Energy Substitutability in Canadian Manufacturing: Econometric Estimation with Bootstrap Confidence Intervals
AbstractThis study provides estimates of the price and Morishima substitution elasticities between energy and non-energy inputs in two Canadian energy-intensive manufacturing industries: Primary Metal and Cement. The elasticities are estimated using annual industry-level KLEM data (1961- 2003) and relying on two flexible functional forms: the Translog and the Symmetric Generalized McFadden (SGM) cost functions. In addition to the point estimates, the confidence intervals of the elasticities are computed using single- and double-bootstrap resampling techniques. For both industries, the estimation results suggest that capital, labour, material and energy are pairwise substitutes and that energy is the most substitutable input. However, the low magnitudes of the estimated elasticities do not seem to offer great flexibility to these industries to adapt to high increases in energy prices.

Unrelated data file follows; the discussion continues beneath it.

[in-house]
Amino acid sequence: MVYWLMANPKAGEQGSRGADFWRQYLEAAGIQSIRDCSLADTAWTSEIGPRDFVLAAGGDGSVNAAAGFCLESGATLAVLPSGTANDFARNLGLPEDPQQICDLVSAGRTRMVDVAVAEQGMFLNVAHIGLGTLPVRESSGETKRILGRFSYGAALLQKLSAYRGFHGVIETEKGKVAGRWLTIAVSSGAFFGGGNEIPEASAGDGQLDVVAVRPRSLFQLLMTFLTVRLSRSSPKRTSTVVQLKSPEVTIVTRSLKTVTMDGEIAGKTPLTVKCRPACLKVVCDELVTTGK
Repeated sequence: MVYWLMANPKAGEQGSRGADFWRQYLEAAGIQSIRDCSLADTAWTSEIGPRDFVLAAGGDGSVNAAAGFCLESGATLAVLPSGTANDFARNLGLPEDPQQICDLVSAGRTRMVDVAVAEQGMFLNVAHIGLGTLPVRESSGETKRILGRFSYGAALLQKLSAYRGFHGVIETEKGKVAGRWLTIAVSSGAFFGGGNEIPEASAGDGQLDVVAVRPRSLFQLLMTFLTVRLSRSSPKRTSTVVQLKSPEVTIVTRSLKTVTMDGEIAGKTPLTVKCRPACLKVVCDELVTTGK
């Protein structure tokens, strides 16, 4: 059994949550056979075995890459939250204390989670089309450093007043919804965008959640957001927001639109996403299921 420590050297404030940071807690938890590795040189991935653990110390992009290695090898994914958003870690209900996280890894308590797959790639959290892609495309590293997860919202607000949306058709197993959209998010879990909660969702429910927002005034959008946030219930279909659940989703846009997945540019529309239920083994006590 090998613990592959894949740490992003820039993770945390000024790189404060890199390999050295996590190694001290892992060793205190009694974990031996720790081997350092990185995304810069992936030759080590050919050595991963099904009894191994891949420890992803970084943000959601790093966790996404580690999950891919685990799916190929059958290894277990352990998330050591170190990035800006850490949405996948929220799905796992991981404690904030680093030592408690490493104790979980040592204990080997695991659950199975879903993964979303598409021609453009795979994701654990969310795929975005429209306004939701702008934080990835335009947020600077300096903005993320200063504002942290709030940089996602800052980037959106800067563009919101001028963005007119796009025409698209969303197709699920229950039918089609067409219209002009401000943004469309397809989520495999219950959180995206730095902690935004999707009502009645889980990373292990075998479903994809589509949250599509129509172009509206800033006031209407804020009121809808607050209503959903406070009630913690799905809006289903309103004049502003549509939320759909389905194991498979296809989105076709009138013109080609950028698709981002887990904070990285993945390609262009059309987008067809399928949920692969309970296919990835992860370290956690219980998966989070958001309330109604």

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Bibliographic InfoPaper provided by University of Ottawa, Department of Economics in its series Working Papers with number 0809E.
Length: 29 pages
Date of creation: 2008
Date of revision:
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Energy; Elasticity of substitution; Translog cost function; Symmetric Generalized McFadden (SGM) Cost Function; Single Bootstrap; Double Bootstrap.;
Other versions of this item:
- Yazid Dissou & Reza Ghazal, 2010. "Energy Substitutability in Canadian Manufacturing Econometric Estimation with Bootstrap Confidence Intervals," The Energy Journal, International Association for Energy Economics, vol. 0(Number 1), pages 121-148.
- C30 - Mathematical and Quantitative Methods - - Multiple or Simultaneous Equation Models; Multiple Variables - - - General
- Q4 - Agricultural and Natural Resource Economics; Environmental and Ecological Economics - - Energy
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- Thompson, Alexi, 2013. "An almost ideal supply system estimate of US energy substitution," Energy Economics, Elsevier, vol. 40(C), pages 813-818.
- Hritonenko, Natali & Yatsenko, Yuri, 2012. "Energy substitutability and modernization of energy-consuming technologies," Energy Economics, Elsevier, vol. 34(5), pages 1548-1556.
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